Fyre Festival Founder Faces New Charges For Allegedly Selling Fake Tickets To Super Bowl, Grammys

Billy McFarland allegedly sold phony tickets to events like the Grammys, Burning Man, Super Bowl and Coachella.

The founder of the infamously bad Fyre Festival is facing new charges for allegedly selling fraudulent tickets while out on bail for his initial wire fraud charges.

Federal prosecutors said Tuesday that Billy McFarland, 26, ran a company that sold fraudulent tickets to major events. Between late 2017 and March 2018, McFarland allegedly sold phony tickets to events like the Grammy Awards, Burning Man, the Met Gala, Super Bowl and Coachella, according to the U.S. Attorney’s Office in Manhattan. Buyers of the tickets got turned away at the door.

McFarland is accused of selling the tickets to at least 15 people, receiving about $100,000 altogether. 

“William McFarland, already awaiting sentencing for a prior fraud scheme, allegedly continued to conduct criminal business as usual,” United States Attorney Geoffrey Berman said in a statement.

McFarland pleaded guilty to wire charges in March. He admitted to lying to investors about Fyre Festival in a scheme to defraud more than 80 of them, resulting in them losing about $26 million, according to the Associated Press. He’s expected to be sentenced next week and faces up to two decades behind bars for wire fraud and for misleading investors.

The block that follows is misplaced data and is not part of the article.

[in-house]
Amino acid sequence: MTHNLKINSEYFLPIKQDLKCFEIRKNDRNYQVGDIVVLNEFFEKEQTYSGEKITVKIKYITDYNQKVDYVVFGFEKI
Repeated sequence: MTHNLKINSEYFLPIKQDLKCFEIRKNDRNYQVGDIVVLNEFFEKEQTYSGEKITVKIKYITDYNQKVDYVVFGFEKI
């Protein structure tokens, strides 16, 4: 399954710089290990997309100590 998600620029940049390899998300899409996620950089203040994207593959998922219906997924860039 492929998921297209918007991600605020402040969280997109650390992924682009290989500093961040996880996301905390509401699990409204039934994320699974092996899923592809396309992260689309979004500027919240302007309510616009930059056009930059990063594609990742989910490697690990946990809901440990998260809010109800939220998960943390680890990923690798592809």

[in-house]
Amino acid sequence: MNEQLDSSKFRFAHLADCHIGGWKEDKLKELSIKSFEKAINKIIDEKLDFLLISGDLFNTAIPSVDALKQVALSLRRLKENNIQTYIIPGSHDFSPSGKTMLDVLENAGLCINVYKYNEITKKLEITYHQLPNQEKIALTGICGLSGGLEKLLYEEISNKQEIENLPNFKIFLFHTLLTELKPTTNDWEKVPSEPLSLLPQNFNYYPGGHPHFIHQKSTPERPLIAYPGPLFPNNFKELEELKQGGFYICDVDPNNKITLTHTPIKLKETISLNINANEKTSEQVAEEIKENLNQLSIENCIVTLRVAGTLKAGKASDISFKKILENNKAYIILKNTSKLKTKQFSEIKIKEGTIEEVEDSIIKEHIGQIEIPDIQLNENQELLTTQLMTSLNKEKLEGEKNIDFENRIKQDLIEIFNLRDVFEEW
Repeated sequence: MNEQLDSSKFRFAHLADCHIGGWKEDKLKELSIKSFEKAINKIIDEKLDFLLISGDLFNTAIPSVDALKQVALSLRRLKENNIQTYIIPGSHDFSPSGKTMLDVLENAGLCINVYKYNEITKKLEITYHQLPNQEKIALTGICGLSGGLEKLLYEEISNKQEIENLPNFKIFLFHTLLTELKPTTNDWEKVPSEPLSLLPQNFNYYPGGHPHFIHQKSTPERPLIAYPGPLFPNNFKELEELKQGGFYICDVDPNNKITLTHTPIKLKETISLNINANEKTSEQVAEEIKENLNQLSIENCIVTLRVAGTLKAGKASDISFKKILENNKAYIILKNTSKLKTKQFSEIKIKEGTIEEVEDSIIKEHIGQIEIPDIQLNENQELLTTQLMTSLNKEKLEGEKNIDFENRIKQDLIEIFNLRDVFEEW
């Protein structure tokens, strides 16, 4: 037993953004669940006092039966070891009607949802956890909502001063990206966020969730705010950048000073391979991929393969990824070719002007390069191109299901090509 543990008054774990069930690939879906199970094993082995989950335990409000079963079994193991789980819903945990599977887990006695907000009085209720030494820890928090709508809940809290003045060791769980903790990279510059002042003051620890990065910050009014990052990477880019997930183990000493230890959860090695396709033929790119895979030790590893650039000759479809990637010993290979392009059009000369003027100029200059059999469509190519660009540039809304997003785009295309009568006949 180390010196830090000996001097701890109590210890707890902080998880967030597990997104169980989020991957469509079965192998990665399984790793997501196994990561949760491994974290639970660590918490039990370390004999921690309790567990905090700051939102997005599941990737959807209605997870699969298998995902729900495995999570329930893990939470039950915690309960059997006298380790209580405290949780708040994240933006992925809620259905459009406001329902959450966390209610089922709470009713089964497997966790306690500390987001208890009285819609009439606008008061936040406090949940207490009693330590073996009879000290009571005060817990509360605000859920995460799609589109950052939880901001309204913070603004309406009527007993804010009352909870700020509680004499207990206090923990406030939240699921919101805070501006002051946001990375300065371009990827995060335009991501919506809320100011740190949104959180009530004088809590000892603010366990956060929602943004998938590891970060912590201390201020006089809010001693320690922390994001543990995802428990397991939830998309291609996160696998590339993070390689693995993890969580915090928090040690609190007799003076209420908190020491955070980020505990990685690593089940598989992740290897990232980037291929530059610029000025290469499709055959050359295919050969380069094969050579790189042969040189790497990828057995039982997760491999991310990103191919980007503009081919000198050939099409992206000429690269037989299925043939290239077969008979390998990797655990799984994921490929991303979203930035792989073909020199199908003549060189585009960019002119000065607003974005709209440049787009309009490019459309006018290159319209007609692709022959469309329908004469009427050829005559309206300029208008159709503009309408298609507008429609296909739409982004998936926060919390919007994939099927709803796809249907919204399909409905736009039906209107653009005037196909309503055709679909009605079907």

He is now hit with an additional wire fraud charge in addition to one money laundering charge, according to the U.S Attorney's Office. Each new charge could tack on an additional 20 years each to his jail sentence.

The Fyre Festival was advertised as “life-changing” and “the cultural experience of the decade.” Instead, it turned out to be a dumpster fire. Tickets for Bahamas bash sold for between $1,000 and $125,000 apiece and it was promoted online by stars like Kendall Jenner and Bella Hadid, who were paid to endorse the event.

Hundreds of attendees arrived to the tropical destination only to find that they had been misled. Instead of promised luxury accommodations, ticket buyers found damp tents, prepackaged cheese sandwiches and a shortage of toilets. Even though 2,500 people were expected to attend, leaked emails later revealed that organizers wanted to get away with about 75 toilets. The chaos led to the the festival getting indefinitely postponed, even though some attendees had already arrived.

A class-action lawsuit filed by patrons accuses McFarland and festival co-founder Ja Rule of false representations, material omissions and negligence. 

[Photo: Getty Images]

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